The James Webb Space Telescope is finally completed!



20 years ago, back in 1996, NASA scientists began to assemble the James Webb Space Telescope. This next-generation telescope was created as a means to surpass that of the famous Hubble Space Telescope, which is currently that largest ever created. Now, twenty years later and twice the size of the Hubble telescope, the James Webb Space Telescope is finally completed.

The James Webb Space Telescope (JWST) paves the way for the future of space exploration. With a 21-foot mirror, this powerful telescope is now the largest in existance. The JWST will provide us with the opportunity to see the birth of galaxies, search for life on faraway planets, and give us a better understanding of the origins and functions of the Universe.

NASA has announced their scheduled launch of the JWST to be in October of 2018. However, before they can begin preparing for this launch they will need to put the telescope through a series of extensive tests.

As a way to simulate the rough conditions that the JWST will encounter during its launch, scientists will shake the Space Telescope and expose it to sound waves of up to 150 decibels. After that, they will test its ability to withstand the extreme cold of space through cryogenic testing. Next the JWST will be installed onto the spacecraft bus to run several tests, including in-flight communication and its computer systems.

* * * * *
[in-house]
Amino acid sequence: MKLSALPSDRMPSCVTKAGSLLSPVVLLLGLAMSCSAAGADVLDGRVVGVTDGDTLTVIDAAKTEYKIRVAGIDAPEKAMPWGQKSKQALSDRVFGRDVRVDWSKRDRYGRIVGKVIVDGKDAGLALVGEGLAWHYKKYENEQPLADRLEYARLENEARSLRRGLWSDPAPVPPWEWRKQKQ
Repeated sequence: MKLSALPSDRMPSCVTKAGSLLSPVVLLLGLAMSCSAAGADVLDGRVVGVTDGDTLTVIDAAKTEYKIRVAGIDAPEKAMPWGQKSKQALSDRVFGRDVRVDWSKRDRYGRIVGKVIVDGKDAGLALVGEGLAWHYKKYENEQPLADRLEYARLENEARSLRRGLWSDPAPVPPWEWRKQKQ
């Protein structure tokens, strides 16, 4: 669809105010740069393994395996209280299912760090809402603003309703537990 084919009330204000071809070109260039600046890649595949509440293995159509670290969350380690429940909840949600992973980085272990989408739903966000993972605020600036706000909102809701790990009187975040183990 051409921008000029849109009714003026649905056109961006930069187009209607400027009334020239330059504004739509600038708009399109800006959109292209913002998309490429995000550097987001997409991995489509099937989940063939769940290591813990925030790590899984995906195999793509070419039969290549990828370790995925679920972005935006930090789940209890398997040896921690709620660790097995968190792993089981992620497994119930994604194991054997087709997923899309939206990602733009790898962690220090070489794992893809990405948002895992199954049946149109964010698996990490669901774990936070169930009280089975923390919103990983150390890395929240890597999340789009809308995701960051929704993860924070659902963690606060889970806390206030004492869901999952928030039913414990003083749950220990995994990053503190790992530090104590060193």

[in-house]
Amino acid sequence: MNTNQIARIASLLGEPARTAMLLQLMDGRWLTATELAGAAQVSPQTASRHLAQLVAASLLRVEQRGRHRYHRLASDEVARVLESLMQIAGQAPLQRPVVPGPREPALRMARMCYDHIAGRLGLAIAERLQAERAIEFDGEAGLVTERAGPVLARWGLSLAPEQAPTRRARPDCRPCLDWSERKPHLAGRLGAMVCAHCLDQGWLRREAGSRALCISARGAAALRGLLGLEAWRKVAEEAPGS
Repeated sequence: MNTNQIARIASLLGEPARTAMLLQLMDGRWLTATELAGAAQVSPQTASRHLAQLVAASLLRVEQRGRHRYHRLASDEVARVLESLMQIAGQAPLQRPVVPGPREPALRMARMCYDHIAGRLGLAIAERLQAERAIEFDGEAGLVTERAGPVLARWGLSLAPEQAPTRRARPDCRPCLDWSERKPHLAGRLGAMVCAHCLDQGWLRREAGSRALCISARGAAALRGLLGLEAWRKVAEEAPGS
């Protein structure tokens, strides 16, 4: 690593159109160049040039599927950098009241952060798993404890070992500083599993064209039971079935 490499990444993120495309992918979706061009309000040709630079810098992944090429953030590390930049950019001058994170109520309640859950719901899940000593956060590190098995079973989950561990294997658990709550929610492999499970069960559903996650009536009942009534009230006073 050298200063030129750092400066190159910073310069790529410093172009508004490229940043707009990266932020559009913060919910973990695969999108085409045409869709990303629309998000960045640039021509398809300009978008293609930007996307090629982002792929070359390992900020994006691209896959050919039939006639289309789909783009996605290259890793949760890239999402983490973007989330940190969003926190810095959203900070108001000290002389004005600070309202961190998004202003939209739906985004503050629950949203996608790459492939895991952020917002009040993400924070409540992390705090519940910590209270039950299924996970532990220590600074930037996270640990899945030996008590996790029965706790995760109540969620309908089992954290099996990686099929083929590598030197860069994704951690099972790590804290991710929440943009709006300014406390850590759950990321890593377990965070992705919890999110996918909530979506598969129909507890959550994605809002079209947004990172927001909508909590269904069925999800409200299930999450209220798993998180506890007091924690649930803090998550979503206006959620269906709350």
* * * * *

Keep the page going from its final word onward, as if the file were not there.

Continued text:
If it passes these previous tests, scientists will finally install it with a solar shield roughly the size of a tennis court. This will protect its hardware and delicate instruments when far out in space. Once equipped with its shield, the JWST will undergo further testing before its scheduled launch.



It is crucial that every aspect, measurement and condition are correctly set and that the JWST passes these tests before being launched into space. Everything must go according to plan because, unlike the Hubble telescope which can easily be worked on if a problem arises, the JWST will be about 930,000 miles out of reach, making maintenance nearly impossible.

When the James Webb Space Telescope is in its position, it will allow scientists with the ability to see aspects of this universe that have never been discovered before. Eighteen large hexagonal mirrors will collect and read infrared light that is produced by all objects up in space. This will provide us with a way to learn more about distant stars and even planets that have yet to be discovered.

For more information about the James Webb Space Telescope, check out NASA’s JWST page.

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